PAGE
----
Catch Up Lady fills us in on the mysterious force behind Men in Cramps: Procter & Gamble, differentiating themselves from other brands who try (hard) to get down with the viral crowd and ultimately fail.
"We simply didn't have enough women who knew about our menstrual product [ThermaCare], and had to find a new way to connect with them," says Tom O'Brien, associate marketing director for personal health care at P&G, Cincinnati. R&D reveals women lamenting "there was one group of consumers they would like to see understand more deeply what it meant to have menstrual pain -- men."
Well, they nailed it with "cyclical nonuterine dysmenorrhea." Big Pharma's been successful at inventing chronic ailments for so long it's only natural they'd hit a home run doing it as a spoof. Catch one of the ThermaCare ads with poster boy Dr. Fardel here. - Contributed by Angela Natividad
You can do what on Second Life?! That was, and remains, our reaction when we discovered you can role play rape in the back alleys of the commerce-friendly virtual wonderland.
Apparently even Second Lifers can't do the rounds alone after dark. - Contributed by Angela Natividad
Carat Fusion is injecting a bit of common sense into the out-of-control agency Christmas card trend and rather than trying to create something that's funny or cool or witty that just comes off as dumb, the agency has created something that refelcts what Christmas is all about: giving. The agency's Carat Fusion Holiday Cookie Maker lets visitors decorate gingerbread cookies. For each cookie decorated, the agency will donate $1 (up to a limit of $5,000) to Save the Children. Now that's a Christmas card.
Whether she's trying to drive readers to her blog or develop business for herself doesn't really matter. What does matter is Lotus Child's (yes. apparently, that is her real name) effort to stop marketers from beginning their Christmas promotions too early. Claiming promotions beginning in November and October are just too over the top, Child has created a petition called Take Back the Holidays. So if you think we're getting overzealous with our Christmas advertising plans, head over to the petition and check it out.
Sanex, the Sara Lee body care brand (wait, don't they make frozen cakes?) is working with PR agency immediate future to release a European commercial Sony Bravia-style. The agency has set up a site that will follow the creation of the ad which involves "over 100 bodies imitating skin cells." We've been promised updates as the campaign develops and we'll share them with you, good or bad because, as you know, criticizing something can be as much fun as praising it.
UPDATE: Oops. Someone forgot to tells someone something. The ad's already out. So much for the sneak peeks. It aired in Denmark in November. We'll still share any goodies regarding the production of the ad if they are of any interest.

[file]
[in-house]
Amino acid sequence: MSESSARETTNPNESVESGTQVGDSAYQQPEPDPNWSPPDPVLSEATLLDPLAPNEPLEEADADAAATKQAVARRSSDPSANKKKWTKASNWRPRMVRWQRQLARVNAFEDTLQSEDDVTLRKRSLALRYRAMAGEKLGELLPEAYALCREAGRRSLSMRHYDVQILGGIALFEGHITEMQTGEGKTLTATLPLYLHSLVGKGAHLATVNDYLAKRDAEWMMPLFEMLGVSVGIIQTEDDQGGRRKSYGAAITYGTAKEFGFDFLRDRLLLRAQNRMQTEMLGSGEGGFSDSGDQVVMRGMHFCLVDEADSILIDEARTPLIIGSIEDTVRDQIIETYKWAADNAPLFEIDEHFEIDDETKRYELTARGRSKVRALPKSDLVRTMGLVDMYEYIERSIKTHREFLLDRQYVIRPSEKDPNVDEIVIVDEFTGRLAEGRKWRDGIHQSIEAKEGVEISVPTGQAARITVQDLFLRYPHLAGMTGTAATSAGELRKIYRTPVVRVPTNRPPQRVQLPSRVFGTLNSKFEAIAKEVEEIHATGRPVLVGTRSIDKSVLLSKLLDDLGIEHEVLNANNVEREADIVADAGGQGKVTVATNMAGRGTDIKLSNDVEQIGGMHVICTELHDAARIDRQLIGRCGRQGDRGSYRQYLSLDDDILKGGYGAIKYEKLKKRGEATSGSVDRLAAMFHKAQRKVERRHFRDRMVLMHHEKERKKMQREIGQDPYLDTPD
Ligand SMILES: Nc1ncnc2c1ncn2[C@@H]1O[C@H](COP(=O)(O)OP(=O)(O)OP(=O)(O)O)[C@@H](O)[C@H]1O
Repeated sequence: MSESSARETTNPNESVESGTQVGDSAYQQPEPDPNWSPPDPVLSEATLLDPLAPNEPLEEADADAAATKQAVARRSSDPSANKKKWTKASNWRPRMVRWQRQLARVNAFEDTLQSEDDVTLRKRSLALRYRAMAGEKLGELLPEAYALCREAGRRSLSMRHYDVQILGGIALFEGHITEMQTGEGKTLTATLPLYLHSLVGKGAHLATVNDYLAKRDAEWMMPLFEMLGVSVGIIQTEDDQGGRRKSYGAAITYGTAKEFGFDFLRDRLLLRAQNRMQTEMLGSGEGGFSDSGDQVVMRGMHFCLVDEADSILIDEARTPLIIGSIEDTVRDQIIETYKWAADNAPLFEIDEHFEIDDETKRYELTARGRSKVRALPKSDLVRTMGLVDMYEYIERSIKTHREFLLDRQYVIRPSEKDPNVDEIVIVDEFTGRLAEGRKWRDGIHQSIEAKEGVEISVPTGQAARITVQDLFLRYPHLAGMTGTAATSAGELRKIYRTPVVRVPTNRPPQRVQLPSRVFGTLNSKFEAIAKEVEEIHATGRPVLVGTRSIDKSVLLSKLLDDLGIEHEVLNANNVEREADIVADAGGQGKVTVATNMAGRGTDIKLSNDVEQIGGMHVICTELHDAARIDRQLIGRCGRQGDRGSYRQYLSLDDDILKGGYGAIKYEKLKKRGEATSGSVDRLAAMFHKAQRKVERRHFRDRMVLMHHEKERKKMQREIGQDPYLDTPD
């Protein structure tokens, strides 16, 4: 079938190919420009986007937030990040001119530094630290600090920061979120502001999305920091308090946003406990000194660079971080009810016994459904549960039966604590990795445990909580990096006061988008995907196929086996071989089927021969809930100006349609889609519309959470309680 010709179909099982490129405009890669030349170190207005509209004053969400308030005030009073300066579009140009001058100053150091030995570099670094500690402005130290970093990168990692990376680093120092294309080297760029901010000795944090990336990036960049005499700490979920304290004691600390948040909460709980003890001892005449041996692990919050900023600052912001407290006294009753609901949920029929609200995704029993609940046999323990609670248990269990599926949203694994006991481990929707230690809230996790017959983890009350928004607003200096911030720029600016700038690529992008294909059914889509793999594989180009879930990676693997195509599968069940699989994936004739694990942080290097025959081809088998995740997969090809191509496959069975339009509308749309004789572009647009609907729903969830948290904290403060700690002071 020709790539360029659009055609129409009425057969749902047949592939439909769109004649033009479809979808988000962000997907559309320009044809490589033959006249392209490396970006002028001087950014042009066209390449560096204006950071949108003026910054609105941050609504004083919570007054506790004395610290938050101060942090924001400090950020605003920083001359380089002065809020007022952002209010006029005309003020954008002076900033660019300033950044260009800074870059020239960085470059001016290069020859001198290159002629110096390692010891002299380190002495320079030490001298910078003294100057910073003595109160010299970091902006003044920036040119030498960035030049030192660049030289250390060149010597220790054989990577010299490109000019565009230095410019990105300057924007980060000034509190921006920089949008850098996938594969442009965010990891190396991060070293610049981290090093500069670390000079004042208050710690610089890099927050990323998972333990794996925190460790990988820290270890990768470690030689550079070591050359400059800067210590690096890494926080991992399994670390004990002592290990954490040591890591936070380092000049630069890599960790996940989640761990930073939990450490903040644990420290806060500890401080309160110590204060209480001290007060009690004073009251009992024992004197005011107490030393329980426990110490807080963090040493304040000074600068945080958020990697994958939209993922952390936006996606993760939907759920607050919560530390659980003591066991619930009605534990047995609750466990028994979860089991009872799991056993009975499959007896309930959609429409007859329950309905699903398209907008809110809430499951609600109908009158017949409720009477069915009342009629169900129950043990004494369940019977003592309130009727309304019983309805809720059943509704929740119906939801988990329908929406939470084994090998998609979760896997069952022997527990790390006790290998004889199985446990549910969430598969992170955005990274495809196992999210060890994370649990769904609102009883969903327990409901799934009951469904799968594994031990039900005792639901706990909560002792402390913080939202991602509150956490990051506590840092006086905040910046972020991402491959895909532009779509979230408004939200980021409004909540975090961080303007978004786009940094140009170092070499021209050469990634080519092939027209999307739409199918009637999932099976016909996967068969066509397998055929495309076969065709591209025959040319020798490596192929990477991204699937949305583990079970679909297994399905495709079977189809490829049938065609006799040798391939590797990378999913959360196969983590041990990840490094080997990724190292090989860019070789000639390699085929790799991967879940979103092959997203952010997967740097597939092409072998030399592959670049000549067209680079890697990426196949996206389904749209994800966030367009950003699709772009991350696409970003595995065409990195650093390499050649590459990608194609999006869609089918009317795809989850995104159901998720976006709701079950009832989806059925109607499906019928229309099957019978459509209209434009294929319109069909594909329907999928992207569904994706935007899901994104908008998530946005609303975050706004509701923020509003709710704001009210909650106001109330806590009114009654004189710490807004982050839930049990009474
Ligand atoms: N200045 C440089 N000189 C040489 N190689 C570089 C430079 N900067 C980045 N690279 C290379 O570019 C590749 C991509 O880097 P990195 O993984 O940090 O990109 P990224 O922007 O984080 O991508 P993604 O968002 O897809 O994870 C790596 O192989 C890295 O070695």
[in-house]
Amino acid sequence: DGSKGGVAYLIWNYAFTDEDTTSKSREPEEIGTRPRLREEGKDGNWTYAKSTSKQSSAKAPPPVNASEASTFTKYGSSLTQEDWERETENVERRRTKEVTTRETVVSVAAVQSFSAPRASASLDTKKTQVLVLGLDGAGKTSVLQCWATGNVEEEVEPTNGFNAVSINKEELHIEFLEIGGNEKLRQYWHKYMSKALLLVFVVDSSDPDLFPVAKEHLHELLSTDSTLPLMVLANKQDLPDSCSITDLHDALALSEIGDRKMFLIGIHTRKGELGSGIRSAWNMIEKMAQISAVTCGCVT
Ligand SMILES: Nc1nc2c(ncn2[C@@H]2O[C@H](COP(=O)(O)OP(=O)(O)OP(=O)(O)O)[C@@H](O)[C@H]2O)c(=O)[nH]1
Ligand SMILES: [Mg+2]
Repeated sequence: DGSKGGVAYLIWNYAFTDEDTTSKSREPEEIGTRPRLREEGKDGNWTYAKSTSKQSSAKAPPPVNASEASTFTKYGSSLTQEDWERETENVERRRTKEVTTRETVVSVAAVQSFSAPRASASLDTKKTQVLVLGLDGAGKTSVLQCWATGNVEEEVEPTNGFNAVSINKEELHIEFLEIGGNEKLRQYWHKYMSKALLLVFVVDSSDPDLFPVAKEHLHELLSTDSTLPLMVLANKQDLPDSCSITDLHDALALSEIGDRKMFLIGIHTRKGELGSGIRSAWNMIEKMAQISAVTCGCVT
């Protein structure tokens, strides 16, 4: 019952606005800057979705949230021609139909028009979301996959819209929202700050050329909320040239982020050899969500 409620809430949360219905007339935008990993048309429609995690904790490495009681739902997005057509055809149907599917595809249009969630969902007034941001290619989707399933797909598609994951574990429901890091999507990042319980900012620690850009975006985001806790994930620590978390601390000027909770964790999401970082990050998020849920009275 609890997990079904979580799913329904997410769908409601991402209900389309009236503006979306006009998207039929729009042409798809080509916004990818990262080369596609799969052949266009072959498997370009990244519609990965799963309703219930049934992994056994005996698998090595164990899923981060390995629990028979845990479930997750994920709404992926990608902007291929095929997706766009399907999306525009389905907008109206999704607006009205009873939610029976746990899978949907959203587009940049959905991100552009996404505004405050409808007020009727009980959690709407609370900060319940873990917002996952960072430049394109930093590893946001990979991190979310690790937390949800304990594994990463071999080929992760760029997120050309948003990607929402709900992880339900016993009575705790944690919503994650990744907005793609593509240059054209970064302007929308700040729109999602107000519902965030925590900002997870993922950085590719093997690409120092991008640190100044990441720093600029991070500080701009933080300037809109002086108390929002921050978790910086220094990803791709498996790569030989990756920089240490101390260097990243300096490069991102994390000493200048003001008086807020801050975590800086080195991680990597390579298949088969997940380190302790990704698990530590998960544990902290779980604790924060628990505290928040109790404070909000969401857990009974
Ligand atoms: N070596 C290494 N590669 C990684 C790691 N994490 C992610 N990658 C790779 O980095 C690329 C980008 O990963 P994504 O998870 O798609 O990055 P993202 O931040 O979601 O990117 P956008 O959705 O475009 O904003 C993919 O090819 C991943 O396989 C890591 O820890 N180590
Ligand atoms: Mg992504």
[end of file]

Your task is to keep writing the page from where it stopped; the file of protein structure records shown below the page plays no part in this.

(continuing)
Whoa. Stop the presses! Are you ready? Are you read ready for this? Now....oh, we're so excited about this...you, yes you, with help from TimeLife and Brightcove, can get...hold your breath...Get Smart: The Complete Collection. Yes! It's true! People have been clamoring for this for 40 years! Fourty years, my friends. Can you think of a more important DVD release to use when announcing a partnership a partnership between a big publisher and an online video/TV company? No, we didn't think so. Damn, these guys are good at generating buzz! Wow, that took a lot of energy to write. We have to go take a nap now and then order up our copy of Get Smart: The Complete Collection.
The Department of Defense takes a shot at drinking with That Guy, another one of those characteristically we-speak-your-language government campaigns that, in a wildly uncool manner, attempts to demonstrate how uncool it is to be a drinker.
The site feels a bit dated and we agree with Bill at Make the Logo Bigger: there's not much of an attempt to reach out to swig-happy women, and you know we've seen a few. It's also a little stupid to put a "Fun Stuff" section on a site that hopes to lay it on thick about the mals of the bottle. - Contributed by Angela Natividad
Scamp directs us to yet another holiday video. It takes place in what looks like a dorm and involves two guys in Santa hats dancing around in their underwear. Since five-year-olds do this all the time we failed to see what was so special about it.
The video was created by some "directors/graphic designers" called Type2error operating out of the UK and, we suspect, out of this same dorm room. Well, we look forward to watching their talents develop, which should happen shortly after their voices change and they discover tube socks and vegetable oil. - Contributed by Angela Natividad
Rexley and Roy of Dog Judo are back in a holiday promo as pointless and confusing as ever. Watch them duke it out over philosophy and headlocks while wearing gis, swigging beer and eating chicken. And don't forget to pick up some Christmas cards, which are just so awkward you can relish in the feeling of alienation that emanates from family and friends. - Contributed by Angela Natividad
Toyota pairs up with Swedish agency SWE to create On Toyota's Mind, a site that's supposed to creatively communicate to Swedes what Toyota's philosophy and values are without directly selling vehicles.
The site's certainly unique and has interesting music involving what occasionally sounds like a goat, but despite assertions that "we're not trying to sell any car directly on the site!" (PR guy, verbatim) every graphic leads to a cleverly-rendered media-kit style pitch about different facets of Toyota and new vehicle features. And unless what they're referring to is the tone in which this Flash-ridden kit was written, we're not finding much philosophy either.
We much preferred the Aygo campaign. At least then they were more direct about their intention: actually getting a car inside your living room. - Contributed by Angela Natividad